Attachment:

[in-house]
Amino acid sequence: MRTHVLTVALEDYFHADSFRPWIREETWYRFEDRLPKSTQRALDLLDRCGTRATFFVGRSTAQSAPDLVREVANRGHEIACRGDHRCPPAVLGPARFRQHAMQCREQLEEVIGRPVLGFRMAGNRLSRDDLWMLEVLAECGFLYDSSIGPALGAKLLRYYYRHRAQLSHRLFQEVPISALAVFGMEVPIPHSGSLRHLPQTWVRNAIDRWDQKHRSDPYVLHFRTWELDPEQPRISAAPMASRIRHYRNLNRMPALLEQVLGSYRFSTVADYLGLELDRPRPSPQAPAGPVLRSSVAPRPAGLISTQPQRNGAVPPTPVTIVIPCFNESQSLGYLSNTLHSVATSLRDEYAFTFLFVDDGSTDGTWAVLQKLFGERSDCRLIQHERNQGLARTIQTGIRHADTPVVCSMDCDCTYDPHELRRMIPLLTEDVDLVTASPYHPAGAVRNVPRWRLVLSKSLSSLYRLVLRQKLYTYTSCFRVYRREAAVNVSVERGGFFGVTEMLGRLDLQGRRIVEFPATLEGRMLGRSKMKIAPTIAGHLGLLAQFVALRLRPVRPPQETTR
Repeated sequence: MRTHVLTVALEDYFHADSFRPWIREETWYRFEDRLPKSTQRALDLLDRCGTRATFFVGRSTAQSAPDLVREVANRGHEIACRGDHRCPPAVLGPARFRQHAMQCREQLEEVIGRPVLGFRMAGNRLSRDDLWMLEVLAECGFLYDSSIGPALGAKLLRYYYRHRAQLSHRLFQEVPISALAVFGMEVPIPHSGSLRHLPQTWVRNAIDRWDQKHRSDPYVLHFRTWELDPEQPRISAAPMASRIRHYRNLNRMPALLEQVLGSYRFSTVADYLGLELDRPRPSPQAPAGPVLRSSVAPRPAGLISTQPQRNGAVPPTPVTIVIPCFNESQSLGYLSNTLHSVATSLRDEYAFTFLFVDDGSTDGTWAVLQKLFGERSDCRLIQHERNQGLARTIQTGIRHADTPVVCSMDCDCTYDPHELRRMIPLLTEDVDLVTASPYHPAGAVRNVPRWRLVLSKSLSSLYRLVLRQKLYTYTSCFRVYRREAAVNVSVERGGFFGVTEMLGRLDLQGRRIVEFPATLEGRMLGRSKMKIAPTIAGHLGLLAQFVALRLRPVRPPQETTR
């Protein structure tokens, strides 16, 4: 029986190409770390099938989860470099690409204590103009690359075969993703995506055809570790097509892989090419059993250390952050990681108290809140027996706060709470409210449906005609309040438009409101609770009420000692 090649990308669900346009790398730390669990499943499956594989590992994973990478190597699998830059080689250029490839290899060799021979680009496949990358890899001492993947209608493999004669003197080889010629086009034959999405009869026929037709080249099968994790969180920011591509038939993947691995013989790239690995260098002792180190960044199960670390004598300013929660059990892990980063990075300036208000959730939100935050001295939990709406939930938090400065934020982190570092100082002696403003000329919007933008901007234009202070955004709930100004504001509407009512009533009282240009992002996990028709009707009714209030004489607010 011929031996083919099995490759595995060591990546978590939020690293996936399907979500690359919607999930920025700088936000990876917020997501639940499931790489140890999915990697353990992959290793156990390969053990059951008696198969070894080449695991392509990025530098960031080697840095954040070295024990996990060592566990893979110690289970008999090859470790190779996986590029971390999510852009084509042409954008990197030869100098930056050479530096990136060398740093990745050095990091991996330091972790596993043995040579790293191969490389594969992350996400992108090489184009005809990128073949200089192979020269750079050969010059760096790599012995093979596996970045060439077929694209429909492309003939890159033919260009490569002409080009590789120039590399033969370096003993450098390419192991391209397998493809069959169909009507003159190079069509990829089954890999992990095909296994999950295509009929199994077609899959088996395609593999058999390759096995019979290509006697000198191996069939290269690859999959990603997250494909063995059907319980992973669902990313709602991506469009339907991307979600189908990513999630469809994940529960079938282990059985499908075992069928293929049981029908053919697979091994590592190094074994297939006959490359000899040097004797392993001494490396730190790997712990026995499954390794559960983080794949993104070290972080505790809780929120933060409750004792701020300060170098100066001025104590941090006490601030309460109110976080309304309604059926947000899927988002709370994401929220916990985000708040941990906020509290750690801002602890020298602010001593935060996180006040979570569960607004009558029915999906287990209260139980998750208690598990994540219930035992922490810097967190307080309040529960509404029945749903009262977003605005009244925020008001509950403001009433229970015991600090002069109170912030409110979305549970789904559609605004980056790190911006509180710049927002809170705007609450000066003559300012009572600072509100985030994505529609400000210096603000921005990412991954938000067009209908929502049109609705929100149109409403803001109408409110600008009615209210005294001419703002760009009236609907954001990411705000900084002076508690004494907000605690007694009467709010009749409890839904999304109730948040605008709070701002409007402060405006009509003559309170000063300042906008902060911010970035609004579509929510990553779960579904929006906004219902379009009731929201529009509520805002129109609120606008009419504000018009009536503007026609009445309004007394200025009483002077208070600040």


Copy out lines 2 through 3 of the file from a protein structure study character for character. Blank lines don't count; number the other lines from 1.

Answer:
Amino acid sequence: MRTHVLTVALEDYFHADSFRPWIREETWYRFEDRLPKSTQRALDLLDRCGTRATFFVGRSTAQSAPDLVREVANRGHEIACRGDHRCPPAVLGPARFRQHAMQCREQLEEVIGRPVLGFRMAGNRLSRDDLWMLEVLAECGFLYDSSIGPALGAKLLRYYYRHRAQLSHRLFQEVPISALAVFGMEVPIPHSGSLRHLPQTWVRNAIDRWDQKHRSDPYVLHFRTWELDPEQPRISAAPMASRIRHYRNLNRMPALLEQVLGSYRFSTVADYLGLELDRPRPSPQAPAGPVLRSSVAPRPAGLISTQPQRNGAVPPTPVTIVIPCFNESQSLGYLSNTLHSVATSLRDEYAFTFLFVDDGSTDGTWAVLQKLFGERSDCRLIQHERNQGLARTIQTGIRHADTPVVCSMDCDCTYDPHELRRMIPLLTEDVDLVTASPYHPAGAVRNVPRWRLVLSKSLSSLYRLVLRQKLYTYTSCFRVYRREAAVNVSVERGGFFGVTEMLGRLDLQGRRIVEFPATLEGRMLGRSKMKIAPTIAGHLGLLAQFVALRLRPVRPPQETTR
Repeated sequence: MRTHVLTVALEDYFHADSFRPWIREETWYRFEDRLPKSTQRALDLLDRCGTRATFFVGRSTAQSAPDLVREVANRGHEIACRGDHRCPPAVLGPARFRQHAMQCREQLEEVIGRPVLGFRMAGNRLSRDDLWMLEVLAECGFLYDSSIGPALGAKLLRYYYRHRAQLSHRLFQEVPISALAVFGMEVPIPHSGSLRHLPQTWVRNAIDRWDQKHRSDPYVLHFRTWELDPEQPRISAAPMASRIRHYRNLNRMPALLEQVLGSYRFSTVADYLGLELDRPRPSPQAPAGPVLRSSVAPRPAGLISTQPQRNGAVPPTPVTIVIPCFNESQSLGYLSNTLHSVATSLRDEYAFTFLFVDDGSTDGTWAVLQKLFGERSDCRLIQHERNQGLARTIQTGIRHADTPVVCSMDCDCTYDPHELRRMIPLLTEDVDLVTASPYHPAGAVRNVPRWRLVLSKSLSSLYRLVLRQKLYTYTSCFRVYRREAAVNVSVERGGFFGVTEMLGRLDLQGRRIVEFPATLEGRMLGRSKMKIAPTIAGHLGLLAQFVALRLRPVRPPQETTR